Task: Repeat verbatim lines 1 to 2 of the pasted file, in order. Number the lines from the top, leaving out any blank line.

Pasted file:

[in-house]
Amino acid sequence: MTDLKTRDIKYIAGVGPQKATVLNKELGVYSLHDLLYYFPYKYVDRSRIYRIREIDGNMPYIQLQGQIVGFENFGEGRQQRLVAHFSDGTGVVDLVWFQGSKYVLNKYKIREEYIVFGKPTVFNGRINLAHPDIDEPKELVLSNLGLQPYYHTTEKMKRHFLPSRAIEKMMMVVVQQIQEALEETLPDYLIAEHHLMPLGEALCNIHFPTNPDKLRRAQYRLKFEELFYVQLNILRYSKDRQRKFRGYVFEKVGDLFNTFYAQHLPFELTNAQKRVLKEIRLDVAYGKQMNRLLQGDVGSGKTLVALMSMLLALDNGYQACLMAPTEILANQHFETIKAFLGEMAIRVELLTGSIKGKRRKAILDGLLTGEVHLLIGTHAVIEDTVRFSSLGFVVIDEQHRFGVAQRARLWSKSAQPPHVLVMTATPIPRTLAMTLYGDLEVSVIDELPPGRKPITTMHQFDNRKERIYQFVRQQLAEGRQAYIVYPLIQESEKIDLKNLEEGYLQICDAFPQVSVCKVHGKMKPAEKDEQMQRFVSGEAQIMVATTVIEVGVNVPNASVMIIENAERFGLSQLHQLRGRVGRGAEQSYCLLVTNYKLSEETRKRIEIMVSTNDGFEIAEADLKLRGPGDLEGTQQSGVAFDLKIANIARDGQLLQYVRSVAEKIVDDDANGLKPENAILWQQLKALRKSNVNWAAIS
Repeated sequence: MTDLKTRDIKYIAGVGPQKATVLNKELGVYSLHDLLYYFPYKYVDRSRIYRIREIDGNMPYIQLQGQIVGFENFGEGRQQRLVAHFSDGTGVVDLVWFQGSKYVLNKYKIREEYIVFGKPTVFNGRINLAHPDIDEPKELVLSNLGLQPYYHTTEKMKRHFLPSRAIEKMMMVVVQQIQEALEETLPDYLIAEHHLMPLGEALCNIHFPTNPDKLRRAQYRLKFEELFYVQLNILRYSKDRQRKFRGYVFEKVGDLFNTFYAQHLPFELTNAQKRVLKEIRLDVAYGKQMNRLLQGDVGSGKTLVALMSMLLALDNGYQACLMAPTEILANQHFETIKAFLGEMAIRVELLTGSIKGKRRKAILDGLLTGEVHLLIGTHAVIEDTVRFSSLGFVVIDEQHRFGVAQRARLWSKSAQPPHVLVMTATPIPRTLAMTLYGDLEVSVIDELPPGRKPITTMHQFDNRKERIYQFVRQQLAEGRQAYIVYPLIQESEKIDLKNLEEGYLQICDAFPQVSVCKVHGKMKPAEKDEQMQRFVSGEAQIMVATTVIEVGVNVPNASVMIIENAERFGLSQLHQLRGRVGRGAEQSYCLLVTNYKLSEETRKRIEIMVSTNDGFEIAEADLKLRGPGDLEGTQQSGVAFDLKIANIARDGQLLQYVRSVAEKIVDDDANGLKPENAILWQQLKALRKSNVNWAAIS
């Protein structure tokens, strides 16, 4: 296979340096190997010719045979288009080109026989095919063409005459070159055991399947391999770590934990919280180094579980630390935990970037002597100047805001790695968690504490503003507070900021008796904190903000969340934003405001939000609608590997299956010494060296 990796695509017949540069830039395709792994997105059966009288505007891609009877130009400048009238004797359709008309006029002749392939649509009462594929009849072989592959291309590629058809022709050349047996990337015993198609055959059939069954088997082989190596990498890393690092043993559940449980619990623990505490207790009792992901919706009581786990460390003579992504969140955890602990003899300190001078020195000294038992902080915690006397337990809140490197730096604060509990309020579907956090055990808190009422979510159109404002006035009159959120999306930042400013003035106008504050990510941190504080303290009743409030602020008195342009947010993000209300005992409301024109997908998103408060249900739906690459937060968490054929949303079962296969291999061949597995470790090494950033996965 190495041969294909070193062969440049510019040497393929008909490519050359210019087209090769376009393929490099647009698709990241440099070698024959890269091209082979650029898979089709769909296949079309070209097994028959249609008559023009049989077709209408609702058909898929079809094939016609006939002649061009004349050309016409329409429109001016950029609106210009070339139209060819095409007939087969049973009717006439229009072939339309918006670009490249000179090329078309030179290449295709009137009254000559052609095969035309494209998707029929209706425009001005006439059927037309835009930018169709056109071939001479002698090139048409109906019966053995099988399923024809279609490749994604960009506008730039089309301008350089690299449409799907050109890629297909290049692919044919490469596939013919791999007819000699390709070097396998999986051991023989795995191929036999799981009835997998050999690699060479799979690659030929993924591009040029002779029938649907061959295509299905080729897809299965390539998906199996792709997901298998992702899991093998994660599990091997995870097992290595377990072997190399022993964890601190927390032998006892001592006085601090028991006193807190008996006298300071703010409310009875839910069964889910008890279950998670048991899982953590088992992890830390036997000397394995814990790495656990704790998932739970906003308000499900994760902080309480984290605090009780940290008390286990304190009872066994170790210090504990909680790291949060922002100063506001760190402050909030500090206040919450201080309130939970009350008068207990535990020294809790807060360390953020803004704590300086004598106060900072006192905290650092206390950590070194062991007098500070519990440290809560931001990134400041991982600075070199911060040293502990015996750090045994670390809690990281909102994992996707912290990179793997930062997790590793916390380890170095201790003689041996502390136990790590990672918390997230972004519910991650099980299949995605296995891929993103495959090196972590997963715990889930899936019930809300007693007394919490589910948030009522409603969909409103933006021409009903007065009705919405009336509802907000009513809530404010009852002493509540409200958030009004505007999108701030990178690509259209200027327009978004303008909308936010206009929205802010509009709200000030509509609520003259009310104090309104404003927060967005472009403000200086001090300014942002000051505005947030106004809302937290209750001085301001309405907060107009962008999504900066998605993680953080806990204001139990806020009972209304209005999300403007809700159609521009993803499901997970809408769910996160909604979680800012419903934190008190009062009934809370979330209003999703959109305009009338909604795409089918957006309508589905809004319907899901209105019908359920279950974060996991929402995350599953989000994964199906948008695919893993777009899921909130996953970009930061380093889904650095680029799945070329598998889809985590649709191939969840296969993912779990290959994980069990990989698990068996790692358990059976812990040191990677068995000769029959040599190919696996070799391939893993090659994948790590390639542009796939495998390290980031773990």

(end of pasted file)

[in-house]
Amino acid sequence: MTDLKTRDIKYIAGVGPQKATVLNKELGVYSLHDLLYYFPYKYVDRSRIYRIREIDGNMPYIQLQGQIVGFENFGEGRQQRLVAHFSDGTGVVDLVWFQGSKYVLNKYKIREEYIVFGKPTVFNGRINLAHPDIDEPKELVLSNLGLQPYYHTTEKMKRHFLPSRAIEKMMMVVVQQIQEALEETLPDYLIAEHHLMPLGEALCNIHFPTNPDKLRRAQYRLKFEELFYVQLNILRYSKDRQRKFRGYVFEKVGDLFNTFYAQHLPFELTNAQKRVLKEIRLDVAYGKQMNRLLQGDVGSGKTLVALMSMLLALDNGYQACLMAPTEILANQHFETIKAFLGEMAIRVELLTGSIKGKRRKAILDGLLTGEVHLLIGTHAVIEDTVRFSSLGFVVIDEQHRFGVAQRARLWSKSAQPPHVLVMTATPIPRTLAMTLYGDLEVSVIDELPPGRKPITTMHQFDNRKERIYQFVRQQLAEGRQAYIVYPLIQESEKIDLKNLEEGYLQICDAFPQVSVCKVHGKMKPAEKDEQMQRFVSGEAQIMVATTVIEVGVNVPNASVMIIENAERFGLSQLHQLRGRVGRGAEQSYCLLVTNYKLSEETRKRIEIMVSTNDGFEIAEADLKLRGPGDLEGTQQSGVAFDLKIANIARDGQLLQYVRSVAEKIVDDDANGLKPENAILWQQLKALRKSNVNWAAIS